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I'm currently in a little bit of a DIY kit frenzy, and while i'd like to have them in nice boxes eventually, it was slightly annoying to have them as bare circuit boards when i was not actually soldering things. On the other hand, i don't really have too many tools (and certainly not enough, you never have enough!) So i went for a minimalist setup - everything here is off the shelf, and precut, but there's nothing stopping someone from doing everything from scratch, or boutiqueing up the parts for a more permanent solution.

Step 1: Tools, Parts and Such

As you can see, the tools needed are fairly simple. I'm using 10MM by 10MM by 6mm, pre-cut MDF as a backboard - its very rigid, can be drilled with hand tools and cost me about 2 singapore dollars for 6. You can probably reuse it for future projects too if you don't permanently fix the standoffs. You will also need a pin vise with a 3mm bit (i'm using a tool i got at a local store that's basically a fixed bit pin vice) to drill the holes in the board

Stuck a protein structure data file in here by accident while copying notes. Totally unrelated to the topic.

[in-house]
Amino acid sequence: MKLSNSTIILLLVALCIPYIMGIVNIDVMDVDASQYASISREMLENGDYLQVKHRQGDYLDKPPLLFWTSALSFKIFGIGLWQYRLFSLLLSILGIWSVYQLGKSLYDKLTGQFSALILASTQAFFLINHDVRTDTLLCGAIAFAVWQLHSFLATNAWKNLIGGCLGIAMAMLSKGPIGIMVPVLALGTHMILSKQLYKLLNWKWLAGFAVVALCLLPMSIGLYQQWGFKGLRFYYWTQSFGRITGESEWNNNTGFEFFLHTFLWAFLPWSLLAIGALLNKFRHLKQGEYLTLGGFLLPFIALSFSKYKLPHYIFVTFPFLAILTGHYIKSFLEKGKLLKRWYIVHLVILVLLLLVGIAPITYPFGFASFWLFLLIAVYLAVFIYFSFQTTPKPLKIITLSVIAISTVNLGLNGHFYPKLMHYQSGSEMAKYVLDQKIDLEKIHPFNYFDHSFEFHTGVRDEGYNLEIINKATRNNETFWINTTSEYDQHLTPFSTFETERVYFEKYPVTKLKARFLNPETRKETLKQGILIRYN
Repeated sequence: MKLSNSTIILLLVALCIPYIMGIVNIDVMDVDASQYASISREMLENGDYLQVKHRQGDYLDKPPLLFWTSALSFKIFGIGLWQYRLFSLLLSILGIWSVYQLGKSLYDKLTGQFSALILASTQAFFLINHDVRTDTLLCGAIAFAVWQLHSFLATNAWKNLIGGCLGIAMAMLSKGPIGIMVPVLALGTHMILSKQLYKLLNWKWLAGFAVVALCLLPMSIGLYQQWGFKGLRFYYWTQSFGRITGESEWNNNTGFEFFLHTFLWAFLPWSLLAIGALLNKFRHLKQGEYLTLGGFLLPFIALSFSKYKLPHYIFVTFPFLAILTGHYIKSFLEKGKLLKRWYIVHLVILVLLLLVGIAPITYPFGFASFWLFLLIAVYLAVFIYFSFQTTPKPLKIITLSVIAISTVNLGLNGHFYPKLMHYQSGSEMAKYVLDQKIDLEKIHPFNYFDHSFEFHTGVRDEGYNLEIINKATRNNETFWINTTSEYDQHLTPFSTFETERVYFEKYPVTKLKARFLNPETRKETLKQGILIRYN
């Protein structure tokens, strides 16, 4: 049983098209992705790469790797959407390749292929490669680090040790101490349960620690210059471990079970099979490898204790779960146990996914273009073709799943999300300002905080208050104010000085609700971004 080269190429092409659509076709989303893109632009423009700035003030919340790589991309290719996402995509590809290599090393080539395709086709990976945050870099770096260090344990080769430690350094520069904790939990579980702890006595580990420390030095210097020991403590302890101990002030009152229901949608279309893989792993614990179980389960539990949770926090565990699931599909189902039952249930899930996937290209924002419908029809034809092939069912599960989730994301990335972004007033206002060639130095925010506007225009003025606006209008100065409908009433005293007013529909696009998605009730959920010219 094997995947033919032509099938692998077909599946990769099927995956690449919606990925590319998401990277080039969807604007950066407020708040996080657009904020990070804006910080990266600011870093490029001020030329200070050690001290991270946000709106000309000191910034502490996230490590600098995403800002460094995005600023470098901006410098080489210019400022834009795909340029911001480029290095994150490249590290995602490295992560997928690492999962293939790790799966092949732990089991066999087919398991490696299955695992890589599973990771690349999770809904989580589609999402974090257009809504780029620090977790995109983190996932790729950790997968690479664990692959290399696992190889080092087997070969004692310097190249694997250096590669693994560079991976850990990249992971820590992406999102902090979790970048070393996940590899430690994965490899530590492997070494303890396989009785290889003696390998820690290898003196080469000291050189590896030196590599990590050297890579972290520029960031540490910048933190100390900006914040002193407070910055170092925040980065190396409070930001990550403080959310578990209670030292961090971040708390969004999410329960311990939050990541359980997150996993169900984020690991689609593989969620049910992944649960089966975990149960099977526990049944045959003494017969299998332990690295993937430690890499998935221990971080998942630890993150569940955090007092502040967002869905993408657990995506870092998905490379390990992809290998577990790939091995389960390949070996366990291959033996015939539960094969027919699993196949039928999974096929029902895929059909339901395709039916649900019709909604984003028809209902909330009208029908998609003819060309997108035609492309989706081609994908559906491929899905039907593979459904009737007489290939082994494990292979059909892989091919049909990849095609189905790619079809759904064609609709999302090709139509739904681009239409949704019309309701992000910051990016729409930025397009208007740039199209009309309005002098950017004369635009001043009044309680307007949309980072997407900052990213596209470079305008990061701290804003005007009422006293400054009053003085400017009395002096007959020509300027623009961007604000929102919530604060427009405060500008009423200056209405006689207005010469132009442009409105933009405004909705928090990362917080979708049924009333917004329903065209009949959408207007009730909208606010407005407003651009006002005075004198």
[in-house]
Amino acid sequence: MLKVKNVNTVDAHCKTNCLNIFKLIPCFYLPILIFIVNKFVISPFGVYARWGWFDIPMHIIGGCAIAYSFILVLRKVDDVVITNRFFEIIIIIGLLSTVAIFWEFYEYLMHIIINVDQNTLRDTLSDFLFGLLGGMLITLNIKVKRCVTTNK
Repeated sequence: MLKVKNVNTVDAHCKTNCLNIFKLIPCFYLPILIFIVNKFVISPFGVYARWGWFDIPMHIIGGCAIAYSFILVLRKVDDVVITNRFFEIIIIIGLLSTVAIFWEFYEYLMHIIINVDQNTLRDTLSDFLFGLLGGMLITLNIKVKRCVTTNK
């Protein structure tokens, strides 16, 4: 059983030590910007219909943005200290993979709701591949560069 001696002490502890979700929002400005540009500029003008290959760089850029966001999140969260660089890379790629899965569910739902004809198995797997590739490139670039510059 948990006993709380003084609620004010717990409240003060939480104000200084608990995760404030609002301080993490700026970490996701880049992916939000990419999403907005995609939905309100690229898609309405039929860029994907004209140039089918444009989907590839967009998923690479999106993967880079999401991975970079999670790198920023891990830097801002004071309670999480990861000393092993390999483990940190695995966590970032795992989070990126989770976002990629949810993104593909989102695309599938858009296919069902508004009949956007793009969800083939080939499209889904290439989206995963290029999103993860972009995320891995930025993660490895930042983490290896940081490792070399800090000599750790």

You will also need an appropriate number of M3 brass hexagonal standoffs and screws - the same number as the circuit board you're building. You should also start on this *before* you solder everything on the board, but i've done it after so its possible.

My tools cost about 4 dollars, and i spent around 2 on materials - which isn't bad since these are reusable

Step 2: Drilling Accurately

I'm using a pin vise here since i don't need a lot of speed, or force. Using the circuit board as a template means that i can get all the holes perfect. Place the PCB on the MDF board, and push down the pin vise to mark the location of each hole. Then drill a hole straight down on each location. Naturally you really shouldn't do this with a fully populated PCB, but you COULD if you needed to.

Step 3:

My pin vice punched through the wood a little messily so i cleaned it up with a craft knife. Presumably if you wanted to use bolts to secure the standoffs, you might consider countersinking or otherwise partially widening the holes

Step 4:

As you can see, the standoffs fit pretty neatly into the holes, and won't come off without some gentle persuasion. At this point checking if we got the holes right would be a good idea - place the circuit board over the standoffs, and eyeball to make sure things are aligned. If not, well, starting over might be a good idea, or additional holes.

Step 5: And That's All Folks

Now, pop the m3 screws into the holes, screw the standoffs in, and pop them into the holes that were drilled earlier - and that's all there is to it. In addition, the mounting board could also be used as a template for drilling for mounting the PCB in a proper case, or you could epoxy or otherwise fix the standoffs to the board, and mount the whole board in a case.
SImple, but nicely done.

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